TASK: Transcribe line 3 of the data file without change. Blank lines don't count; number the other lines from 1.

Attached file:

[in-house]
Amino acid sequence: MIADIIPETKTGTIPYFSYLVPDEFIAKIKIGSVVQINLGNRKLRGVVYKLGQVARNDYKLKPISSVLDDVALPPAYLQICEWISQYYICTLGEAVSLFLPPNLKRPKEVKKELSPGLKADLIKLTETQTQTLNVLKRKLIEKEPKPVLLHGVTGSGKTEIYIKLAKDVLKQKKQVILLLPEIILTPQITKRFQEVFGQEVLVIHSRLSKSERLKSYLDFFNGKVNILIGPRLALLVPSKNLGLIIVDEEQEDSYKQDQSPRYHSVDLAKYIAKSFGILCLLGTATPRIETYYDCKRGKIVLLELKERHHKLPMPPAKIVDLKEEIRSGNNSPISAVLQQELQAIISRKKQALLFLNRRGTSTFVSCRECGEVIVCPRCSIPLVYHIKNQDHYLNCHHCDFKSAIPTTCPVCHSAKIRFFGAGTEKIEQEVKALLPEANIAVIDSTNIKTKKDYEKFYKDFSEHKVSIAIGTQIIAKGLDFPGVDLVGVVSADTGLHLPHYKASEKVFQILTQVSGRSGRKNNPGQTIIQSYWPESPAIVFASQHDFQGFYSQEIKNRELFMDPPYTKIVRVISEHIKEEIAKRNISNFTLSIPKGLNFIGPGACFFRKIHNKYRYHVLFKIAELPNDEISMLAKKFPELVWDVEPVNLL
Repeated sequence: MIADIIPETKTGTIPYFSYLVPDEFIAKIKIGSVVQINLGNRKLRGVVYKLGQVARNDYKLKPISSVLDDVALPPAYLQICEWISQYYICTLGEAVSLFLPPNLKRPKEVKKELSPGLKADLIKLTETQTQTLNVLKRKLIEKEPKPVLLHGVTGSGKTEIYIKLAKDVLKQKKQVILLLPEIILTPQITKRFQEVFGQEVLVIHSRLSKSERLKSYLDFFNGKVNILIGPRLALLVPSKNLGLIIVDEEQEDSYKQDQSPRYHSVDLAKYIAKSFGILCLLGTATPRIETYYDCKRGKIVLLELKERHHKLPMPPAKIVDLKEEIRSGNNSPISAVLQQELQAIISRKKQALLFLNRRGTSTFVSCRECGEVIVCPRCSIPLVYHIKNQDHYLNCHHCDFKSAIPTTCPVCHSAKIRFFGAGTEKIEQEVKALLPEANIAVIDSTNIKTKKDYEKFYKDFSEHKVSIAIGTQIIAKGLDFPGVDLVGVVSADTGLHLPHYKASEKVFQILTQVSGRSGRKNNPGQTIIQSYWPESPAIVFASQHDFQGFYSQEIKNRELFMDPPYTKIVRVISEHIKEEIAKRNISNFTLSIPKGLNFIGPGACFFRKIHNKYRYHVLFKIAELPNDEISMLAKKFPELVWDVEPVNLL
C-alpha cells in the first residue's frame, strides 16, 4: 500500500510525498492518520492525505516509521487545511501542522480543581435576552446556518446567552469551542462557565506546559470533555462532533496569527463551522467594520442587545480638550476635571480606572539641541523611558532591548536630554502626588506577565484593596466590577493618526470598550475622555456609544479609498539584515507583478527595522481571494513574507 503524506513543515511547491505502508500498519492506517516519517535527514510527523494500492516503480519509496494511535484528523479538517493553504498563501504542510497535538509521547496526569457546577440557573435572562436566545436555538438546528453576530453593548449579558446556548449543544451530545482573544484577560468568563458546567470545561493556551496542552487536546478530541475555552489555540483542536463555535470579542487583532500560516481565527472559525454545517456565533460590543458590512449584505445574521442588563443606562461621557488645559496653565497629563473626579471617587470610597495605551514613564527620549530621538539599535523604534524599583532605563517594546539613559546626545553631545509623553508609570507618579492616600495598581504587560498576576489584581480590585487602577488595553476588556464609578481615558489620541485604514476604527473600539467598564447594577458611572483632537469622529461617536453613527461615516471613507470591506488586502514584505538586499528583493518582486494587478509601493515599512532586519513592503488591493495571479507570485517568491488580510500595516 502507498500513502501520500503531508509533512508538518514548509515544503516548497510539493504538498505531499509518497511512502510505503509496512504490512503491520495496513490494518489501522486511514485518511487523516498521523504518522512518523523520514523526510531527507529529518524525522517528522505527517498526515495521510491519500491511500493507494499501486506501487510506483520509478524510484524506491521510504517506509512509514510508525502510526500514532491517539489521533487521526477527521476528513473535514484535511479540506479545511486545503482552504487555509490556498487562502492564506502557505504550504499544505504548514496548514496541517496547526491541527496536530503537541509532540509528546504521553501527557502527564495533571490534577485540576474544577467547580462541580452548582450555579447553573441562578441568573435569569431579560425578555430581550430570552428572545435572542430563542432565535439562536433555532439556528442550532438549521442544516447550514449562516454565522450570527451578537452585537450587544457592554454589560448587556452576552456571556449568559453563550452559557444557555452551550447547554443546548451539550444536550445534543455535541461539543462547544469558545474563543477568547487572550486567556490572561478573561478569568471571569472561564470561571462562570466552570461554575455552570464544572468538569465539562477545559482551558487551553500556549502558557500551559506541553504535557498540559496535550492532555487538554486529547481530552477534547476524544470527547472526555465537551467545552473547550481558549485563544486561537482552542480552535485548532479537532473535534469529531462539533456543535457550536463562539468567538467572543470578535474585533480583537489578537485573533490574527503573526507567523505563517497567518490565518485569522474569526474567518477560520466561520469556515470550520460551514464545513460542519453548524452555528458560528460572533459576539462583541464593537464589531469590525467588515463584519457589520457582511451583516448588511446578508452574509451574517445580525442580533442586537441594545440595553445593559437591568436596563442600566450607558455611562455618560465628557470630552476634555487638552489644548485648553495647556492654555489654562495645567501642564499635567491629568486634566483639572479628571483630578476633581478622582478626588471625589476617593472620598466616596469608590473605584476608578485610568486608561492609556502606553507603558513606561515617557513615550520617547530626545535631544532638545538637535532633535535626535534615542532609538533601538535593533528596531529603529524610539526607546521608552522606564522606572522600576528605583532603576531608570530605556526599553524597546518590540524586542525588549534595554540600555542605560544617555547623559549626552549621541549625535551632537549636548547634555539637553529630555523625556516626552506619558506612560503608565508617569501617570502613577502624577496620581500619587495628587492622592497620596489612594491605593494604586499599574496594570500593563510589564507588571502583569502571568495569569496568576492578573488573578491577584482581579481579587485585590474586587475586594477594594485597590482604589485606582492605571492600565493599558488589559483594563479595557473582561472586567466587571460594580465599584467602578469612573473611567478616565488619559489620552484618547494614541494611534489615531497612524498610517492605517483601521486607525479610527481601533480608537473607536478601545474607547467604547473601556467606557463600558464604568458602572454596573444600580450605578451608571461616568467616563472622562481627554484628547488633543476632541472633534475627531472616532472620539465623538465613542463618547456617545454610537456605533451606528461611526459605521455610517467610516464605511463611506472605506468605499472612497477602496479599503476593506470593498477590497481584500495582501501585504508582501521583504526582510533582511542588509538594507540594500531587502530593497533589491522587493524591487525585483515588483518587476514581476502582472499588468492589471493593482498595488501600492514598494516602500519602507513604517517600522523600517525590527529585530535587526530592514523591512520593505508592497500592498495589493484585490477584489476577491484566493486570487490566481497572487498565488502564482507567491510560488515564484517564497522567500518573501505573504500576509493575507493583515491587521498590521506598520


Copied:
Repeated sequence: MIADIIPETKTGTIPYFSYLVPDEFIAKIKIGSVVQINLGNRKLRGVVYKLGQVARNDYKLKPISSVLDDVALPPAYLQICEWISQYYICTLGEAVSLFLPPNLKRPKEVKKELSPGLKADLIKLTETQTQTLNVLKRKLIEKEPKPVLLHGVTGSGKTEIYIKLAKDVLKQKKQVILLLPEIILTPQITKRFQEVFGQEVLVIHSRLSKSERLKSYLDFFNGKVNILIGPRLALLVPSKNLGLIIVDEEQEDSYKQDQSPRYHSVDLAKYIAKSFGILCLLGTATPRIETYYDCKRGKIVLLELKERHHKLPMPPAKIVDLKEEIRSGNNSPISAVLQQELQAIISRKKQALLFLNRRGTSTFVSCRECGEVIVCPRCSIPLVYHIKNQDHYLNCHHCDFKSAIPTTCPVCHSAKIRFFGAGTEKIEQEVKALLPEANIAVIDSTNIKTKKDYEKFYKDFSEHKVSIAIGTQIIAKGLDFPGVDLVGVVSADTGLHLPHYKASEKVFQILTQVSGRSGRKNNPGQTIIQSYWPESPAIVFASQHDFQGFYSQEIKNRELFMDPPYTKIVRVISEHIKEEIAKRNISNFTLSIPKGLNFIGPGACFFRKIHNKYRYHVLFKIAELPNDEISMLAKKFPELVWDVEPVNLL